Changing focus to communications, information must be disseminated quickly and efficiently to all assigned agencies working with the AEW&C aircraft. The users of this information generally fall into two categories: onboard and external staff. In practice, the AEW&C platform is at the center of a three-dimensional network of forces ranging from relay satellites and ground stations to strike aircraft and other assets. Other onboard communications capabilities include secure voice and data communication systems.

  • The Erieye has a secure voice and data link communications suite with HF and VHF/UHF links. The VHF/UHF data link operates at 4800 bps.
  • The Boeing Wedgetail has a communications suite that includes three HF and eight VHF/UHF communications systems together with Link 4A and Link 11 systems.

AEW&C platforms must ensure that all communications are secure from enemy eavesdropping. To address this issue, the Joint Tactical Information Distribution System (JTIDS) was developed and is now common to most airborne assets. An additional avenue to address this issue is AWACS systems providing anti-jam communication for information distribution, position location and identification capabilities.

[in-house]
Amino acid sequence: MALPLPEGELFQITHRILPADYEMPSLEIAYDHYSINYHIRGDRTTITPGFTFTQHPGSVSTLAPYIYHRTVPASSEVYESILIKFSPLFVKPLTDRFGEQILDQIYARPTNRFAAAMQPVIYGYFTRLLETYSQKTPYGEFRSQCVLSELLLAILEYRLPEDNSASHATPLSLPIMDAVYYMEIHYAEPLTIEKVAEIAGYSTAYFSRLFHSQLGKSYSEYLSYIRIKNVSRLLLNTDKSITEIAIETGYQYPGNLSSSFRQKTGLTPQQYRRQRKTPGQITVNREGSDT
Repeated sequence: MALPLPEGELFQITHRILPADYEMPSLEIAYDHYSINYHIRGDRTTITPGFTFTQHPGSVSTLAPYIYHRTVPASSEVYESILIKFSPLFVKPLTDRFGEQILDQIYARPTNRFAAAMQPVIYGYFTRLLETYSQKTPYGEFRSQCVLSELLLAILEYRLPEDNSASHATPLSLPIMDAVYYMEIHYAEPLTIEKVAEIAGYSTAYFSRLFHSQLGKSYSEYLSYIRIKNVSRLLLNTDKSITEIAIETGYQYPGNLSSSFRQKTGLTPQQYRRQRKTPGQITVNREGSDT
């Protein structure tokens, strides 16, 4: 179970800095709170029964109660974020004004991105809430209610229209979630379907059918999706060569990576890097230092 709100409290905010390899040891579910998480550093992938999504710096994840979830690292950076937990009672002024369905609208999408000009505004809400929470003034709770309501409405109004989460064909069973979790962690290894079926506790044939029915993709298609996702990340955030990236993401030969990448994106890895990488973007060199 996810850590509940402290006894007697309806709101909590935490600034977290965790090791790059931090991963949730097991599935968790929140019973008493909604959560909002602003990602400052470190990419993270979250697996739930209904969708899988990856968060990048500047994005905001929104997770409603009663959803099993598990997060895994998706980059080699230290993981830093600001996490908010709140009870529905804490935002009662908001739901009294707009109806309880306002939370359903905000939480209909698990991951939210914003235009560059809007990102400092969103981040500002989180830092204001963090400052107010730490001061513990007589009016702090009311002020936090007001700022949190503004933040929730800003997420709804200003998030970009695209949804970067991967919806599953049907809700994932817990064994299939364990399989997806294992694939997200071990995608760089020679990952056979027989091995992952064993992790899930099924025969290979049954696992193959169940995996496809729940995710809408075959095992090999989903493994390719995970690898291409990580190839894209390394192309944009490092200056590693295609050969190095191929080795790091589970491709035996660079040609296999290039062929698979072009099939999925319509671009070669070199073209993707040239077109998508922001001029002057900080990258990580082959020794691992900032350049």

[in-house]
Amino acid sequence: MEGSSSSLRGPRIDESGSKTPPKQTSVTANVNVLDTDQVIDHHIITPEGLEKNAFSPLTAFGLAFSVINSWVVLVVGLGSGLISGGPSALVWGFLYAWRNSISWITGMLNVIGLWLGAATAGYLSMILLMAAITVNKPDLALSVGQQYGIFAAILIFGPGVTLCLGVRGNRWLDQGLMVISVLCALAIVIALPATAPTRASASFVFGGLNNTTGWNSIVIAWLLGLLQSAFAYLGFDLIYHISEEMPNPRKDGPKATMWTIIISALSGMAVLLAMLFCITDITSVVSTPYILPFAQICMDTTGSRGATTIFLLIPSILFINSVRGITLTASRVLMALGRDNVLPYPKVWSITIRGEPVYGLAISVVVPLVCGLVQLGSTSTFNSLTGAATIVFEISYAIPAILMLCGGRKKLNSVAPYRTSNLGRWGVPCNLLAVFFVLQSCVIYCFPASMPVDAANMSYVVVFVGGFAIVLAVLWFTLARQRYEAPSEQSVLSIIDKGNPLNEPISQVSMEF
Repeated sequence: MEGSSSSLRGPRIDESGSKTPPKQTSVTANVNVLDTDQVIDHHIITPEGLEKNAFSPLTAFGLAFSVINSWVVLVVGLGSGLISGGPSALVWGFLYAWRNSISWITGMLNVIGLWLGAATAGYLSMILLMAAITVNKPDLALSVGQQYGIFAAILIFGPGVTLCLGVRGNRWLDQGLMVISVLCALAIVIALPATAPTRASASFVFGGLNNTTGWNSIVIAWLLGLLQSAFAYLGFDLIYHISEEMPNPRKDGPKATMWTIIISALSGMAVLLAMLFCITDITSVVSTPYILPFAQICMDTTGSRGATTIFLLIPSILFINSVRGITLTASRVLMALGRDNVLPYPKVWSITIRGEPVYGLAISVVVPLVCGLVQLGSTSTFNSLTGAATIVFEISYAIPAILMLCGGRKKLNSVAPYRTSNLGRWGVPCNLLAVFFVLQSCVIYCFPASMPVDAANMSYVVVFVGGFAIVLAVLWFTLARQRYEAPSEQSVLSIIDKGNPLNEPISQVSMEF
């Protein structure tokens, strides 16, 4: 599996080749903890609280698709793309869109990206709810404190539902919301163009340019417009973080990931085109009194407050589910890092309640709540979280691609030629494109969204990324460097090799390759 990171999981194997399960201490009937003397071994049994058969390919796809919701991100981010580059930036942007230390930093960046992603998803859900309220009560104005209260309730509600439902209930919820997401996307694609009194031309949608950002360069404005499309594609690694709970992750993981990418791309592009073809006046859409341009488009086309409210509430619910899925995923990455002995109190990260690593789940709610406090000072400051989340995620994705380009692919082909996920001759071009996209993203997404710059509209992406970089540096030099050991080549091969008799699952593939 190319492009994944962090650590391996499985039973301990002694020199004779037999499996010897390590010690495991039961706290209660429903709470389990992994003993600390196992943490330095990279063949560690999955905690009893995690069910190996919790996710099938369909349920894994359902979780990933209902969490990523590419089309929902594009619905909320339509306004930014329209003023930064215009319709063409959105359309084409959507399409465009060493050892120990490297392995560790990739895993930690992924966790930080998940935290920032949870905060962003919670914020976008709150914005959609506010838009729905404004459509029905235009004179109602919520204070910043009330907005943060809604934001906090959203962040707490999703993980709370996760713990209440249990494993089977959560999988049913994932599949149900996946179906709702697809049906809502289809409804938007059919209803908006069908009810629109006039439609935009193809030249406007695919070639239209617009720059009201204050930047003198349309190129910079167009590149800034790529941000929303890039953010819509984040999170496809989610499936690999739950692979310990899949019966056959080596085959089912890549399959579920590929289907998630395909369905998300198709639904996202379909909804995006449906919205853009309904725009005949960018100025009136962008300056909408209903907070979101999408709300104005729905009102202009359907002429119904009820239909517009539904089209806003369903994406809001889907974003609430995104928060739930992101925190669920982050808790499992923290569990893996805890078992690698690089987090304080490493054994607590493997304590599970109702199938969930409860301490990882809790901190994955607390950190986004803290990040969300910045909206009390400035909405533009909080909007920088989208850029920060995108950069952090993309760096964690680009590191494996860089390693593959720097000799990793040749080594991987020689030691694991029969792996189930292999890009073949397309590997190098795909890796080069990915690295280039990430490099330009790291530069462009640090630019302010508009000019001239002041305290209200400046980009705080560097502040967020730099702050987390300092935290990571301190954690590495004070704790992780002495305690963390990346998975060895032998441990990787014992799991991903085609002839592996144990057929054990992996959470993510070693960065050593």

As far back as 1989, an improved communication system named HAVE QUICK A-NETS was deployed to address secure communications. This system provides secure, anti-jam contact with other AWACS platforms, friendly aircraft and ground stations. It is also included in French and RAF systems. The AN/ARC-164 HAVE QUICK II radios are used for air-to-air, air-to-ground and ground-to-air communications and are deployed on all Army rotary wing aircraft. By 2007, nearly all U.S. military aircraft had adopted HAVE QUICK. Improvements include HAVE QUICK II Phase 2, and a "Second generation Anti-Jam Tactical UHF Radio for NATO" called SATURN. The latter features more complex frequency hopping.

Another system called enhanced TADIL-A Link-11 ensures high speed exchange of radar information. Also known as TADIL-J, or Link-16, it requires additional computer memory to anticipate new ESM and future enhancements. The Class 2H JTIDS terminal is a secure digital communications system that allows E-3 crew members to communicate with other participants such as fighter aircraft, Navy units and ground-based units during air battle. It has a capability to identify units using common points of reference.